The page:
"What has contributed enormously to that progress was the help we have received from the private sector," said Engels, noting that pharmaceutical companies donated medicines to the cause.
In addition to medical interventions, the WHO also recommends three "supportive interventions," said Engels: vector (carrier of disease) control, veterinary public health, and provision of water and sanitation.
All three are "fundamentally preventive" and "deal with the root causes of the neglected tropical diseases," said Engels. Not only do the poor lack appropriate housing in many cases, they often live in close proximity to their livestock and animals, they live in circumstances where mosquitoes, parasites and other disease-causing agents thrive, and they lack access to water and sanitation. A preventative intervention, then, might be improving a community's water system or building better houses.
"Here we're counting a lot on the new development framework," said Engels. The World Bank
has developed a framework for infrastructure and social development. As Engels sees it, the neglected tropical diseases can be used "as a proxy for poverty," so if investments go "as a matter of priority to the poorest areas, then we can envisage that these diseases will be eliminated, or near eliminated, by 2030."
Engels' claims are not just wishful thinking, they are supported by hard numbers. In the Region of the Americas, for instance, only 12 reported deaths were attributable to rabies in 2015. Meanwhile, the WHO recorded well under 3,000 cases of sleeping sickness in 2015 -- a considerable decline from 37,000 new cases reported in 1999.
Jacobson worries about potential barriers to advancement. "Conflict areas are going to be the major bottlenecks within this (progress)," she said, though she still has "a lot of hope" for South Sudan. The country gained its independence from Sudan in 2011 and experienced two years of peace, which was then disrupted by internal conflict and civil war.
"They've been very successful in their Guinea worm eradication efforts," she explained. Based on this scaffold of achievement, there's an opportunity to build and accomplish more.
As Jacobson sees it, generating "the political will to move this forward and put resources and time into it" is key to the eradication of tropical diseases.
Though this may appear an unachievable or difficult goal, in fact, it's an easy "win" since the diseases are all treatable and preventable, she said. In fact, public health programs might bring a neglected disease under control, if only they understood they have a resource at their disposal -- donated drugs already exist for many of these diseases, says Jacobson. "I think if that were understood, more ministries of finance would be excited about it."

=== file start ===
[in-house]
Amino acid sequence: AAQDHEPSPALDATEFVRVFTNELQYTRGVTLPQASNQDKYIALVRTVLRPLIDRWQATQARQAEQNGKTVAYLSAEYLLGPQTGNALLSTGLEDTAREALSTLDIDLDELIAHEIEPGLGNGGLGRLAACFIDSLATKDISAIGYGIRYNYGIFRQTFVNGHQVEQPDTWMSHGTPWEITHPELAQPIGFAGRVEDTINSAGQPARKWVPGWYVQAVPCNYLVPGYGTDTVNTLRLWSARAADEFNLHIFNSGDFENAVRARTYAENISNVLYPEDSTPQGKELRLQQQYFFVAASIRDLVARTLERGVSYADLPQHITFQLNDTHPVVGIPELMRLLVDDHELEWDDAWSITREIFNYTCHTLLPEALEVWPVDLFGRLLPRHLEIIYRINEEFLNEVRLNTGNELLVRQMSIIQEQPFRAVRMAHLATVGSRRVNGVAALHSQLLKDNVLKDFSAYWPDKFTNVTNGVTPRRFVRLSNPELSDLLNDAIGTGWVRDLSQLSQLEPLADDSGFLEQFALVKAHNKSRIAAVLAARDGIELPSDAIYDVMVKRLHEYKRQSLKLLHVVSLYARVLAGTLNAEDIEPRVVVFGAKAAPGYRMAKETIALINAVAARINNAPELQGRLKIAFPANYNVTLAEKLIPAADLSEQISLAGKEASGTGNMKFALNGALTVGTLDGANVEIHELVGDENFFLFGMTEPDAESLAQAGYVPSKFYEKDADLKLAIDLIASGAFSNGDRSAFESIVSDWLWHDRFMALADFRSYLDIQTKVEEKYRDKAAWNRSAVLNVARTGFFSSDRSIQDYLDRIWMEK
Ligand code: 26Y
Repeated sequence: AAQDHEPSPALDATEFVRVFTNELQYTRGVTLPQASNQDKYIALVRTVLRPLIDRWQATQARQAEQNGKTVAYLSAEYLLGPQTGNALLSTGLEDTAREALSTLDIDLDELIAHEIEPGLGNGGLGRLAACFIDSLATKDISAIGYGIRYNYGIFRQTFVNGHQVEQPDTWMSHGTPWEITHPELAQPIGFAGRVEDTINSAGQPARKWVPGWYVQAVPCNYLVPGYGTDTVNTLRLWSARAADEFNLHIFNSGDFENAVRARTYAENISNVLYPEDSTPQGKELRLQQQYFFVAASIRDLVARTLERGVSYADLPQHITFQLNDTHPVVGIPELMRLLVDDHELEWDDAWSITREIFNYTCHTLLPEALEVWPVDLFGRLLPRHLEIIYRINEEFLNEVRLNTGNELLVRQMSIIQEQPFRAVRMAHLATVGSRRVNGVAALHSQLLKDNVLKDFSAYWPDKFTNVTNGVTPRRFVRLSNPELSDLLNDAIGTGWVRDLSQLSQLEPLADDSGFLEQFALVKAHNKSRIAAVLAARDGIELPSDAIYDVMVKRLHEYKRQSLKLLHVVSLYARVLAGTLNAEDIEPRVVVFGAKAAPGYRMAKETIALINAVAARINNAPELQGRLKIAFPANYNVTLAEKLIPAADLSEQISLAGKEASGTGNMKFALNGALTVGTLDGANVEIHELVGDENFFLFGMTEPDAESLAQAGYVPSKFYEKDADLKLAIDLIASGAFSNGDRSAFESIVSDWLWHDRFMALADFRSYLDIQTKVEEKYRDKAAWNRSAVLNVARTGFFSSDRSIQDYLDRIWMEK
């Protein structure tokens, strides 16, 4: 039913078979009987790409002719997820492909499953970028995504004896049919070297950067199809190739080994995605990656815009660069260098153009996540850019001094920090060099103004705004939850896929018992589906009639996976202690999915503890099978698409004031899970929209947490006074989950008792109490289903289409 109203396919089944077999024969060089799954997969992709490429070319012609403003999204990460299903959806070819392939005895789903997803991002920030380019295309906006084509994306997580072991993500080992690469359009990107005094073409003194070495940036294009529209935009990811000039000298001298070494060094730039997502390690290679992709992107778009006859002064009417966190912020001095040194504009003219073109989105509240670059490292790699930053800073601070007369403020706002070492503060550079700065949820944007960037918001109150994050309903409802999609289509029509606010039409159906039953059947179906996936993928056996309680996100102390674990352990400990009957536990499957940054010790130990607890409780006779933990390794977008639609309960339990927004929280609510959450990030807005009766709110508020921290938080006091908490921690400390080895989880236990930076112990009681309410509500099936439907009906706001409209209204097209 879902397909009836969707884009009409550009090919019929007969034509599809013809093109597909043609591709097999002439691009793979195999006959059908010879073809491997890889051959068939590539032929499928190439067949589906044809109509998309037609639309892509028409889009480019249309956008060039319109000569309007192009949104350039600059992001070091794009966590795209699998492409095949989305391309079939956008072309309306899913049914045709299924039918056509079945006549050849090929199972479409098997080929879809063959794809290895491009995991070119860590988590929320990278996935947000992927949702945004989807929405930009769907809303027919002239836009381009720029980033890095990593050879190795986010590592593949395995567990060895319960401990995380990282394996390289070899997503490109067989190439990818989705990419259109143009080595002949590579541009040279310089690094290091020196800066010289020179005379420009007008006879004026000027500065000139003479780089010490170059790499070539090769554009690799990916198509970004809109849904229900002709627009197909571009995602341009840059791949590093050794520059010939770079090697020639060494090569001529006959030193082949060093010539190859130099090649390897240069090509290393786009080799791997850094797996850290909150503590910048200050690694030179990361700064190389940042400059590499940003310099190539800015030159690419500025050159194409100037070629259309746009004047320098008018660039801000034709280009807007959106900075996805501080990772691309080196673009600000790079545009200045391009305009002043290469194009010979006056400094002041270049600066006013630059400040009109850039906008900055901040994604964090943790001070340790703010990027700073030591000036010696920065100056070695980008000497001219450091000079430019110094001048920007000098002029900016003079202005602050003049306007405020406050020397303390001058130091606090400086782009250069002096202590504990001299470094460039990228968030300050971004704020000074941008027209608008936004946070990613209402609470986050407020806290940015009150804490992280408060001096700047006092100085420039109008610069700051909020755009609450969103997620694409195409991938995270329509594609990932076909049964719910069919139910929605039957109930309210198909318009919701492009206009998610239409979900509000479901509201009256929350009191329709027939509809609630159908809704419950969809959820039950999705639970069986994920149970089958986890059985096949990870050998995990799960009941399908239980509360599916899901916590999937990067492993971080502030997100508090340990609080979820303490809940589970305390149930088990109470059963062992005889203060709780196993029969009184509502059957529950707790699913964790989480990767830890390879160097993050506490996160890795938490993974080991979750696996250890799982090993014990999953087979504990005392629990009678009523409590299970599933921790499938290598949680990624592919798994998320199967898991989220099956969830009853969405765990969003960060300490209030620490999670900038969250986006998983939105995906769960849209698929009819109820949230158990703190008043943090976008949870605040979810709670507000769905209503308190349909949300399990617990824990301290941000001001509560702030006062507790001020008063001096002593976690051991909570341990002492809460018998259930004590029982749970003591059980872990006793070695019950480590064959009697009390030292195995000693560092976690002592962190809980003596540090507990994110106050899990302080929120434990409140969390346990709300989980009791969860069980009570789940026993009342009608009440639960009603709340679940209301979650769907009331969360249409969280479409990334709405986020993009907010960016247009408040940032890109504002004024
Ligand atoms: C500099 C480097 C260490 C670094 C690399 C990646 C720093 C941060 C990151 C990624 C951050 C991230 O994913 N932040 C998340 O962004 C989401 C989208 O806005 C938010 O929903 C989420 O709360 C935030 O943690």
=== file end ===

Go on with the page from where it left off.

Looking ahead to the years beyond 2020, two challenges will likely remain, the WHO report indicates. One difficulty will be eliminating transmission of neglected tropical diseases, while a second problem will be delivering health services to those living with disease.
Engels worries about three illnesses in particular.
One of those diseases is Yaws, a chronic bacterial infection affecting mainly skin and bone. "We thought we would have been a lot further with Yaws," said Engels. "And that is basically because we don't have the medicines donated as we do with other diseases."
Another still-neglected disease is cutaneous leishmaniases, said Engels.
"There's been a lot of progress with visceral leishmaniases, which is a different disease, but which kills," said Engels. In 2015, for instance, elimination targets were achieved in 82% of India sub-districts, 97% of Bangladesh sub-districts, and 100% of Nepal.
"Cutaneous leishmaniases doesn't kill, but it disfigures," said Engels, noting the stigma and mental illness resulting from this disease. "So here we could do a lot more and the main problem here is also access to medicines -- access to affordable medicines," he said.
The third disease requiring more attention is Chagas, which has many transmission routes. "For the moment, we're only tackling two: through blood transfusion and vector transmission," said Engels, adding that it is necessary to address mother-to-child transmission and to develop medicines.
"There are still gaps," said Engels. "I hope in the next few years, we will be able to fill in those gaps."